On May 18, 2016, the U.S. Department of Labor announced a final rule updating the regulations governing the exemption of executive, administrative, and professional employees from the minimum wage and overtime pay protections of the Fair Labor Standards Act (“FLSA”). This rule will go into effect December 1, 2016 and is estimated to extend the right of overtime pay to approximately 4.2 million workers. Historically, the Department has required three tests to be met in order for the FLSA exemption to apply:

  • the employee must be paid a predetermined and fixed salary, not subject to reduction because of variation in the quality or quantity of work performed;
  • the amount of salary must meet a minimum threshold; and
  • the employees job duties must primarily involve executive, administrative, or professional duties.

Those three tests remain applicable, but the key provisions of the new rule update the tests as follows:

  • The standard salary threshold is doubled from $23,660 to $47,476 per year (equivalent to 40th percentile of full-time salaried workers in the lowest income Census region).
  • The total annual compensation amount for so-called highly compensated employees shall increase from $100,000 to $134,004 per year.
  • Those salary levels will automatically adjust every three years, beginning January 1, 2020.
  • For the first time, employers will be able to use nondiscretionary bonuses and incentive payments to satisfy up to 10% of the standard salary level.

The rule does not change existing job duty requirements to qualify for the exemption.

The primary impact of these changes will be for those employees in the gap between the old salary standard of $23,660 per year and the new level of $47,476 per year. For such employees, the employer must:

  • Increase their salary to the new level;
  • Track their weekly hours worked and pay overtime for hours worked in excess of 40 per week (which may prompt re-evaluation of their pay rate if the employer wants to neutralize the economic impact on the business of this change in status);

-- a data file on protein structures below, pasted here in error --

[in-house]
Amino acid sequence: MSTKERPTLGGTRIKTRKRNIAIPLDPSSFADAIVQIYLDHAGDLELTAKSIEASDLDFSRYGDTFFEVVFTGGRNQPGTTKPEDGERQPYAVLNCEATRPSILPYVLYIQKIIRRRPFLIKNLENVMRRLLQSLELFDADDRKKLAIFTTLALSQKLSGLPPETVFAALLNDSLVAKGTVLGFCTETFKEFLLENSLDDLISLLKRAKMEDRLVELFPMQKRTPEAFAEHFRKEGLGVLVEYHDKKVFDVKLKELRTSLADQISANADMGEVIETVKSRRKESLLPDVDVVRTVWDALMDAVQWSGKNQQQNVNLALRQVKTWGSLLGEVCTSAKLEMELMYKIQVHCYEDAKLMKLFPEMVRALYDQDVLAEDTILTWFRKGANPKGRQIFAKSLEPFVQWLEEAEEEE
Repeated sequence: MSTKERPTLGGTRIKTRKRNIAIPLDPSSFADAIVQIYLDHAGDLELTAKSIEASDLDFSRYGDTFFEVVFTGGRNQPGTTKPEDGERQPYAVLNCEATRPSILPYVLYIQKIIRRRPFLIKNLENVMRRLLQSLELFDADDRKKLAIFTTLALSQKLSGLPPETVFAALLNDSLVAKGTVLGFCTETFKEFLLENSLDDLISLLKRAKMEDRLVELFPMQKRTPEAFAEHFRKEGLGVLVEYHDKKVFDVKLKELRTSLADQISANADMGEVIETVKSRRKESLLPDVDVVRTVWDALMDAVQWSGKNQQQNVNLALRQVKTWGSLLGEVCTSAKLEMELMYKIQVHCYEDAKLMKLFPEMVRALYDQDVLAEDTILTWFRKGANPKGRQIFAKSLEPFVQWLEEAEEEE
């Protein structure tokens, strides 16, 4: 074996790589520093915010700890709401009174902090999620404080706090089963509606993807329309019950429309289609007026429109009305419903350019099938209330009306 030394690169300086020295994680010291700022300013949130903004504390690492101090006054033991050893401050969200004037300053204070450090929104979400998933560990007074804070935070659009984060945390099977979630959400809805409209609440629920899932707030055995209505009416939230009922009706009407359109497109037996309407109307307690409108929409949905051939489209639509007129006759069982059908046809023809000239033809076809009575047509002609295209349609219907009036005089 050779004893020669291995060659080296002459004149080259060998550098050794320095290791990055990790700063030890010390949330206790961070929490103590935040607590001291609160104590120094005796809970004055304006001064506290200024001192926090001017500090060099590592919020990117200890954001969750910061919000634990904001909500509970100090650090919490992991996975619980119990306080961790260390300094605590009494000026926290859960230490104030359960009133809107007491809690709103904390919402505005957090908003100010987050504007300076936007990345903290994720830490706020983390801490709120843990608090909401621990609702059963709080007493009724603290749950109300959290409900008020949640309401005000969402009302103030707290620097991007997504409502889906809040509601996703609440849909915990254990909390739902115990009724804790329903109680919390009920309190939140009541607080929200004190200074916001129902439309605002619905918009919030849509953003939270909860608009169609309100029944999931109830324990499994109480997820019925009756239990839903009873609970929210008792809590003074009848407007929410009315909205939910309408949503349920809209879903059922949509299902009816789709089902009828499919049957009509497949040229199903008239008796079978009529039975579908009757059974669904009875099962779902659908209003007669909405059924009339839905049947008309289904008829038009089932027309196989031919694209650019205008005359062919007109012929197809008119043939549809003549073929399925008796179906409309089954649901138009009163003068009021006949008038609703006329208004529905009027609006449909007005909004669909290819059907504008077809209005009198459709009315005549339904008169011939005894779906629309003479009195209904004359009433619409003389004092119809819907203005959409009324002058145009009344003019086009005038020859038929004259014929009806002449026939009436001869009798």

• Reduce or eliminate overtime hours;
  • Add or increase nondiscretionary bonus or incentive pay to the base salary to meet the new minimum salary threshold (remembering that this cannot make up more than 10% of their total compensation and must be paid out at least quarterly); or
  • Use some combination of these responses.

For employees previously treated as salaried who are not going to be increased to the new base level, it is absolutely critical that measures be implemented to keep track of their compensable work time so as to ensure proper payment of overtime. This may be difficult for employees who are not used to keeping track of their work time, but in the absence of time records the Department of Labor will rely on the employee’s own accounting for time. Failure to properly pay overtime can result in payment of twice the amount of unpaid overtime plus attorney fees and even civil money penalties being assessed against the employer.

If you would like assistance in developing or implementing your organization’s response to the new rule, or would like more information on the overtime pay requirements and guidelines, contact a member of Rhoades McKee’s Employment Team.

More Publications